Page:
Liver cancer, also known as hepatocellular carcinoma, can be primary or secondary. Primary liver cancer arises from liver cells, which become abnormal in both their behavior and their appearance.
Secondary liver cancer arises from another place in the body. This metastatic spread most commonly comes from cancer of the colon, breast, stomach, pancreas, bladder, kidney, ovary, uterus, or lung.
A third type of liver cancer, known as metastatic liver cancer, is a very rare condition when primary liver cancer spreads to other locations in the body.
Primary liver cancer often occurs in patients who have a known history of chronic liver disease, resulting in cirrhosis. Risk factors include:
• Hepatitis B
• Hepatitis C
• Alcoholic abuse
• Non-alcoholic fatty liver disease (steatohepatitis)
• Elevated iron content in the blood (hemochromatosis)
• Male gender
• Age 55 or older
• Asian or Hispanic ethnicity
• Liver cancer in a first-degree relative (parent or sibling)
Liver cancer doesn’t always result in symptoms, but as the tumor grows larger it can press on other structures and cause symptoms. Examples include:
• Jaundice (yellowing of the skin and eyes)
• Decreased appetite
• Ascites (fluid accumulation in the belly)
• Swollen feet/legs
• Weight loss
The process of diagnosing liver cancer typically begins with imaging such as an ultrasound, CT scan, or MRI. A sample of tissue, known as a biopsy, is taken if the tumor is in an easily accessible location. If a biopsy is not possible, liver cancer can be diagnosed based on a combination of imaging and lab testing. The lab test typically drawn to evaluate for liver cancer is alpha-fetoprotein (AFP), which is usually elevated in about 75% of patients with liver cancer.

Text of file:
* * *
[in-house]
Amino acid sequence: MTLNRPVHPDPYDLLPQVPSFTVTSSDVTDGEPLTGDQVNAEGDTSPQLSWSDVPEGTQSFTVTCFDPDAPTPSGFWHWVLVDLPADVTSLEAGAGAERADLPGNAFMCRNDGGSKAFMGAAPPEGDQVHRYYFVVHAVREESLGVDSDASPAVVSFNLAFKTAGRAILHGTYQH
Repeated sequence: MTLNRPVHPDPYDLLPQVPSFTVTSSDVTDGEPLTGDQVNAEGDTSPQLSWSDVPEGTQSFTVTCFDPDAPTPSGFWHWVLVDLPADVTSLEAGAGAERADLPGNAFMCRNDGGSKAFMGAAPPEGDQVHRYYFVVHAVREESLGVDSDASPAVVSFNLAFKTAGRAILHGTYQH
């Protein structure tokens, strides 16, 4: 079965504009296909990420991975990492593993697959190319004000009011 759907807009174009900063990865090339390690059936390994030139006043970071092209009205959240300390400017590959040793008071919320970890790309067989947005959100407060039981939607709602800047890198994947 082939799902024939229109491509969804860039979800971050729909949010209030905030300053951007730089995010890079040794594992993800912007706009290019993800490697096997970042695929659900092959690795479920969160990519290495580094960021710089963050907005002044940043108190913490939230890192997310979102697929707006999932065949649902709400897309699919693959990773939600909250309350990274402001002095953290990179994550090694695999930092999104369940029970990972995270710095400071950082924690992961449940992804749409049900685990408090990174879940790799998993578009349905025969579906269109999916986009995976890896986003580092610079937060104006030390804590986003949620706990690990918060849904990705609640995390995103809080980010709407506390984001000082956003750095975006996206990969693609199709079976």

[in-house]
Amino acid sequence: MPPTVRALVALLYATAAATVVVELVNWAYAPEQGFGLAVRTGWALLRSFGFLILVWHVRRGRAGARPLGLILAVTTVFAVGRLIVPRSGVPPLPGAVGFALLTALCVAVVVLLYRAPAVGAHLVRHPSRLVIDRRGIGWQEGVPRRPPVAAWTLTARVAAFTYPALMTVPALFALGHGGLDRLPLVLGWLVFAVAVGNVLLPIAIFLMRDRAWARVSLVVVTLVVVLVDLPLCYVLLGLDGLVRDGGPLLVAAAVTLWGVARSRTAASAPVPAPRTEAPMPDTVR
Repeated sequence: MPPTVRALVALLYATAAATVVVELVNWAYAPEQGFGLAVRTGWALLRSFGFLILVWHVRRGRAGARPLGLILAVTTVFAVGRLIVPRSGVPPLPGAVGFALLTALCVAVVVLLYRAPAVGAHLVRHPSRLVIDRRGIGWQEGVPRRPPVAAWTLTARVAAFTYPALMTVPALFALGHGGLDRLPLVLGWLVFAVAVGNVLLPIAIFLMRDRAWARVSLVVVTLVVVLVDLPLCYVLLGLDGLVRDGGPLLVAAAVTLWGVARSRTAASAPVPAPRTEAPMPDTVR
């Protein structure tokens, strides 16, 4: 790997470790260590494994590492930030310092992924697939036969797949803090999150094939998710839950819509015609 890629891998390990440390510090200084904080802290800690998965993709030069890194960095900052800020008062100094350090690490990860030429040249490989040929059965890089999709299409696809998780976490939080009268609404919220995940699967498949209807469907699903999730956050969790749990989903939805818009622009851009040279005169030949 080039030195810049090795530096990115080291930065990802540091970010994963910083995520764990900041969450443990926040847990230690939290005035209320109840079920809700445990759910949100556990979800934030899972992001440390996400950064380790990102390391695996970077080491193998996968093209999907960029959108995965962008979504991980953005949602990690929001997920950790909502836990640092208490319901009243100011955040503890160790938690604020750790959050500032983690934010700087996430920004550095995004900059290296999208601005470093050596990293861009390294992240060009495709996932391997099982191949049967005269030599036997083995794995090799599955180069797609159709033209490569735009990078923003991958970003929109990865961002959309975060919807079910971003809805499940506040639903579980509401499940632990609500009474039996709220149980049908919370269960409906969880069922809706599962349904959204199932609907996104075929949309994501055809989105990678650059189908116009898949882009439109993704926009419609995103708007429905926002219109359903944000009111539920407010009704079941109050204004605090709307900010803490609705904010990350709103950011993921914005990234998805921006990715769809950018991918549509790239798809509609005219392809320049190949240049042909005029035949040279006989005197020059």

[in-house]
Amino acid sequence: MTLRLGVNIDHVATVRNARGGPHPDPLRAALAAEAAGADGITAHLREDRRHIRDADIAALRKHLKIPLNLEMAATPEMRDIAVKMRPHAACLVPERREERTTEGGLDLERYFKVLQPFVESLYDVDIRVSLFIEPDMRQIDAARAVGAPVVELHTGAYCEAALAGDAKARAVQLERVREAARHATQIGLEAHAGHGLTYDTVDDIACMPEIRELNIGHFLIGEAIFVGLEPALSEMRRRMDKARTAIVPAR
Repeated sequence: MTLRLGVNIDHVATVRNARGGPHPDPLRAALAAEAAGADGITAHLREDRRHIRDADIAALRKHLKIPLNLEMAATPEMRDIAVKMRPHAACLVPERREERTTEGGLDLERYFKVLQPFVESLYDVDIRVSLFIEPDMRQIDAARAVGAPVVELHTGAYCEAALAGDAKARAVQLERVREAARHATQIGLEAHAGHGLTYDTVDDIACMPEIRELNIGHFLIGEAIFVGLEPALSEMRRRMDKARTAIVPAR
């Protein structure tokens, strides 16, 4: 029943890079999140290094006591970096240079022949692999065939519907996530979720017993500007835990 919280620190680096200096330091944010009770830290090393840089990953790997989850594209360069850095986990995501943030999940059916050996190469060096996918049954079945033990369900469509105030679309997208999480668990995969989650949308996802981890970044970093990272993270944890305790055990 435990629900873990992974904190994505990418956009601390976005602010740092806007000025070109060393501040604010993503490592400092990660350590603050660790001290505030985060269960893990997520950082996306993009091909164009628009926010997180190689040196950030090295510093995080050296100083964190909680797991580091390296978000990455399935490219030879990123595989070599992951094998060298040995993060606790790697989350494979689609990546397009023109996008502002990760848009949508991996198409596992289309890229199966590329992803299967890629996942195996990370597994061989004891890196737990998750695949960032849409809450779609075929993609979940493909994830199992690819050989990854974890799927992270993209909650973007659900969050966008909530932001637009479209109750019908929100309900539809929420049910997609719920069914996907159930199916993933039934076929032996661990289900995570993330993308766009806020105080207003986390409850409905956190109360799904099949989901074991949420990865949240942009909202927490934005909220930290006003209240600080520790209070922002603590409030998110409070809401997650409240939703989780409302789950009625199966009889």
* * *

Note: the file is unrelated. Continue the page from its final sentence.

After diagnosis, liver cancer is staged based on the extend of spread.
Conventional medicine treatments for liver cancer will depend on the location of the tumor(s) and how widespread the cancer is. Liver tumors can sometimes be surgically removed if they are of smaller size and in an easily accessible location. Radiation, embolization, and chemotherapy are also used in conventional medicine.
In integrative oncology, we not only rely on the aforementioned treatments, but also emphasize multiple intravenous therapies, nutrition, supplementation, and mind-body medicine. The goal is to approach each cancer case in as detailed a manner as possible. Thus, we do not only focus on the specifics of the cancer itself, but on the specifics of the patient. We also take many factors into consideration, including the patient’s past medical history, lifestyle, support system, and treatment goals. Once we account for all of these variables, we are left with a case that is as unique as a fingerprint. We feel that such a patient-centered approach is essential in the treatment of cancer.